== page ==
“Crazy Rich Asians” is an odd sort of movie. It’s the sort of thing that might usually play as a television soap opera, and in that regard, it is forgettable. However, forcing what would usually feel sappy, sour and annoying in separate 20-minute segments into one 2-hour experience only manages to create one of the most acute feelings of displeasure I have felt at the movies in quite a while.
A romantic comedy about the heir to an extremely rich Singaporean family falling in love with a middle-class Asian-American, “Crazy Rich Asians” (CRA) is based on a New York Times bestselling book.
Its literary roots are quite apparent all throughout the movie. Do not expect any parts of this film, comedic or otherwise, to use delivery, visual technique, or really anything else this story might have gained from moving to the screen to its advantage. The film instead decides to tell, rather than show, the audience every joke and plot element, making sure to explain and over-explain exactly what is happening in each scene. Its comedy is purely auditory.
This flaw, while certainly a negative, would be salvageable if the writing were entertaining or interesting. Neither of those are adjectives I would use to describe “CRA.” The comedy never strays from the most predictable notes possible.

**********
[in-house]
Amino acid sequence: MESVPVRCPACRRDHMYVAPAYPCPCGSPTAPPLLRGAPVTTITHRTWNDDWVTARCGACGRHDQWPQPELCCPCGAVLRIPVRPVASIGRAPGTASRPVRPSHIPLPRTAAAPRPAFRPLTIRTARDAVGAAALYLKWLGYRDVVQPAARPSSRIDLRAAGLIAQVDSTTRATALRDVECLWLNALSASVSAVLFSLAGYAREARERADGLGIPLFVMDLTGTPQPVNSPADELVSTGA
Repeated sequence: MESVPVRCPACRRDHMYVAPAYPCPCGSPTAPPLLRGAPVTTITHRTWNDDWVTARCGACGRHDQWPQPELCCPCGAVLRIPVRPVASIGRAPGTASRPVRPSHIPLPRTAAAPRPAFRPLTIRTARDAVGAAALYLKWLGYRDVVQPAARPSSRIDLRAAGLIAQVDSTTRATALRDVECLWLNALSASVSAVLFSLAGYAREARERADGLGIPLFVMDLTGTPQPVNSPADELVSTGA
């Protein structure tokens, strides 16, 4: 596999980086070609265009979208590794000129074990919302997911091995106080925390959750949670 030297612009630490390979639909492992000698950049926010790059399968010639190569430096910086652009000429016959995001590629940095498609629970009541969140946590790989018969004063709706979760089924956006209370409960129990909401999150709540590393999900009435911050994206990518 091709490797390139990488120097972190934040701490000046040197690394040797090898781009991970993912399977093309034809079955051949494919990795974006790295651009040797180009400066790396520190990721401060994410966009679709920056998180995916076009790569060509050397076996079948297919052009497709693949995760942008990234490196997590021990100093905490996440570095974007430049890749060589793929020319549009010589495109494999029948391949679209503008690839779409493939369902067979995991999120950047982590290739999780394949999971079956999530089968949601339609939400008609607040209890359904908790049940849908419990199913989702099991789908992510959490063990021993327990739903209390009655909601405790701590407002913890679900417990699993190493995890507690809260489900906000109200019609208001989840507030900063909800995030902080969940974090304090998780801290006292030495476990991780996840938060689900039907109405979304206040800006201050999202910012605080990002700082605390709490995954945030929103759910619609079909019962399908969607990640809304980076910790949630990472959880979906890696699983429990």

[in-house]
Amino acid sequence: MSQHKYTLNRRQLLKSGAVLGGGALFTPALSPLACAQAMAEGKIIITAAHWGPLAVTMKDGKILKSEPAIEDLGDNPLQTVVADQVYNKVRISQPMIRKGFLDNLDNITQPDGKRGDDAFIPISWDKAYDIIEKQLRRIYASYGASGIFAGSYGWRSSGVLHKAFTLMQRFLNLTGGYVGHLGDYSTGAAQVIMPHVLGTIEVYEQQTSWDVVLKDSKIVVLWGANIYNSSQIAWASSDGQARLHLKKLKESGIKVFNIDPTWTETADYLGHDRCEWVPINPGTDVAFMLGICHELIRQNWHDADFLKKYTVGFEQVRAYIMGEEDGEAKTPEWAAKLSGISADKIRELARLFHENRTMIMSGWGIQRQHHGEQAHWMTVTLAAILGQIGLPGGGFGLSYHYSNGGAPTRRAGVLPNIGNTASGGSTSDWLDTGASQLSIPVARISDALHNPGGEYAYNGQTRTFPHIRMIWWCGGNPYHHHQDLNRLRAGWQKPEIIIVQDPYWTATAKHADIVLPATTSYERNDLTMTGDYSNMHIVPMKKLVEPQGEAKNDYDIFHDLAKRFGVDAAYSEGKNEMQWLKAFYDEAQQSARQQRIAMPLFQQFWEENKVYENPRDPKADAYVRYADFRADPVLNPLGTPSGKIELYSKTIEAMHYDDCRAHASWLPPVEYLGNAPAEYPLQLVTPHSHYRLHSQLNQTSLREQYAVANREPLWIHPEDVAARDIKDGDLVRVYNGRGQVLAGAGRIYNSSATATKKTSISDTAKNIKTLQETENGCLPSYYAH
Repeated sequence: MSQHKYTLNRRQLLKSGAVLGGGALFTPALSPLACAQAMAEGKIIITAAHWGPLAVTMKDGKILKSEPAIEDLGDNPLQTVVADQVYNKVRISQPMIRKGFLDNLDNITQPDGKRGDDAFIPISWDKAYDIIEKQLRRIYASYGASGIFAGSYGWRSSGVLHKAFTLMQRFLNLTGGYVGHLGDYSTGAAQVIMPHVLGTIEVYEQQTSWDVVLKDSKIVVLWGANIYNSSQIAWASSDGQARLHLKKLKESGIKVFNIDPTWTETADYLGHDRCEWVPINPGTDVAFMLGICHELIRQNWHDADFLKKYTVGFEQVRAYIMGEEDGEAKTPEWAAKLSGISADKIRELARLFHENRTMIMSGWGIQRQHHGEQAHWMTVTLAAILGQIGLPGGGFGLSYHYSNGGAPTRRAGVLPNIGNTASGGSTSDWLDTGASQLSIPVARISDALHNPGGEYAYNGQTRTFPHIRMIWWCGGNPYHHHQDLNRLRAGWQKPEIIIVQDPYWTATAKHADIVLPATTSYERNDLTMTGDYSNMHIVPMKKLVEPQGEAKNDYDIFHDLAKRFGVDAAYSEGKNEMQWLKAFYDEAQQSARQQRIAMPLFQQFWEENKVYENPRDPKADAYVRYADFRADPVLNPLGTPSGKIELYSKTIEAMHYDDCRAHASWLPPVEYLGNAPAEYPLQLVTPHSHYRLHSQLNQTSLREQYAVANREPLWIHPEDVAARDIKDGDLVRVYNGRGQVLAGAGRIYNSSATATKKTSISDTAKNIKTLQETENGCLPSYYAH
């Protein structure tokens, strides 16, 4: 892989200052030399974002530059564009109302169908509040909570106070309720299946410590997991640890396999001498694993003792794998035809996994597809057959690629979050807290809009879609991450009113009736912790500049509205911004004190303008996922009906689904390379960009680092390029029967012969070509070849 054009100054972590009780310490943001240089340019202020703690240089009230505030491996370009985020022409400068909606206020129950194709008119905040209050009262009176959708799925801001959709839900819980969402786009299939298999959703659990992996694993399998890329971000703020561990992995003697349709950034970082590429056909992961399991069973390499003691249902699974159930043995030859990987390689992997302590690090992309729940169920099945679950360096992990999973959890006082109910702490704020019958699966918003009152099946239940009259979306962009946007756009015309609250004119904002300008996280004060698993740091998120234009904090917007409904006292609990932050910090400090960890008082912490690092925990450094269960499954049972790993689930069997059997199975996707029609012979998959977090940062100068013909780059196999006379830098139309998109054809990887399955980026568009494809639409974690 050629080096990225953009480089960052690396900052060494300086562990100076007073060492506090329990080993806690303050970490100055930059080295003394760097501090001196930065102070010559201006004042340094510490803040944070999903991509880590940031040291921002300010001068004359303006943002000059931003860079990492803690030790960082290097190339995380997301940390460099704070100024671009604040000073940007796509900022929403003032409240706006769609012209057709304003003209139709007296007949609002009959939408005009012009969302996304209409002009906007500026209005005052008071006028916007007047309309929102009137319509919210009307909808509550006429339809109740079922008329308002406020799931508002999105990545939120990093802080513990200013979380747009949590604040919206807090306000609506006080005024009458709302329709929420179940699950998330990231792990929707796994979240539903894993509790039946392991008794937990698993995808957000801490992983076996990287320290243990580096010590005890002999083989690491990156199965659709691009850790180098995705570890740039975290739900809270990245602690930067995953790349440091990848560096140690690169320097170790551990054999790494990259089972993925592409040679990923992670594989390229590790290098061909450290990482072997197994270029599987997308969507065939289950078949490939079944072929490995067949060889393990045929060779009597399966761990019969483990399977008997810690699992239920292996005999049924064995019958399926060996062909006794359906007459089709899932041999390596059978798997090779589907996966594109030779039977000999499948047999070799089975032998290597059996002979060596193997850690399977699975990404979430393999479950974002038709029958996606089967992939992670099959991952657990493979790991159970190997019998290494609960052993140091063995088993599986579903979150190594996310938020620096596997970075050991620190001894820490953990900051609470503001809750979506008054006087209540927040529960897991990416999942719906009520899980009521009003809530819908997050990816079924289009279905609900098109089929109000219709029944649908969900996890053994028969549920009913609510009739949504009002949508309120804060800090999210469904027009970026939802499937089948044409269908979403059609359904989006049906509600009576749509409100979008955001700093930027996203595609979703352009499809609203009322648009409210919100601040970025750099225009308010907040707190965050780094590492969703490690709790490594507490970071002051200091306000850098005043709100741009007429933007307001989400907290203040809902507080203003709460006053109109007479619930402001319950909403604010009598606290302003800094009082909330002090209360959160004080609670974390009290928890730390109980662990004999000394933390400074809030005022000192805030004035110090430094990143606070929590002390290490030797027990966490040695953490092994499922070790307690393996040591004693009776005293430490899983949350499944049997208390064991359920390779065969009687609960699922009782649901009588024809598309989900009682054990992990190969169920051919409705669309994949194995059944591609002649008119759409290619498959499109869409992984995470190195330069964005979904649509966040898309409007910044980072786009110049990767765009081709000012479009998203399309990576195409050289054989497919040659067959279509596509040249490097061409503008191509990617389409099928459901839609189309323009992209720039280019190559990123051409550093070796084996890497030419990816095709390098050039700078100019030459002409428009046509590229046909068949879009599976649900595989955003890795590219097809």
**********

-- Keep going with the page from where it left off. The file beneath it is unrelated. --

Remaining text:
The movie does not even try to use to its advantage any unique or earnest ironies or observations. Instead, it keeps to the normal sub-types that melodramas love to re-use so much: the metrosexual, the crazy friend, the domineering parental figure.
The dramatic elements also keep to established and dull archetypes. Instead of using comedic segments to develop or grow characters, “Crazy Rich Asians” forces its characters to constantly follow trite and safe tropes, never attempting character growth or subtlety. These characters do not live in reality; instead, they reside in the world all bad melodramas do – their own.
If that isn’t bad enough, pairing it with a will-they-or-won’t-they plot directly taken from thousands of other similar movies is a perfect recipe for a lack of emotional connection from the audience.
That is not to say “Crazy Rich Asians” has absolutely no redeemable factors. Without the jokes, it could make quite a good comedy – after all, to watch a film fail at drama is comedic. Unfortunately, to watch a film fail at comedy is tragic.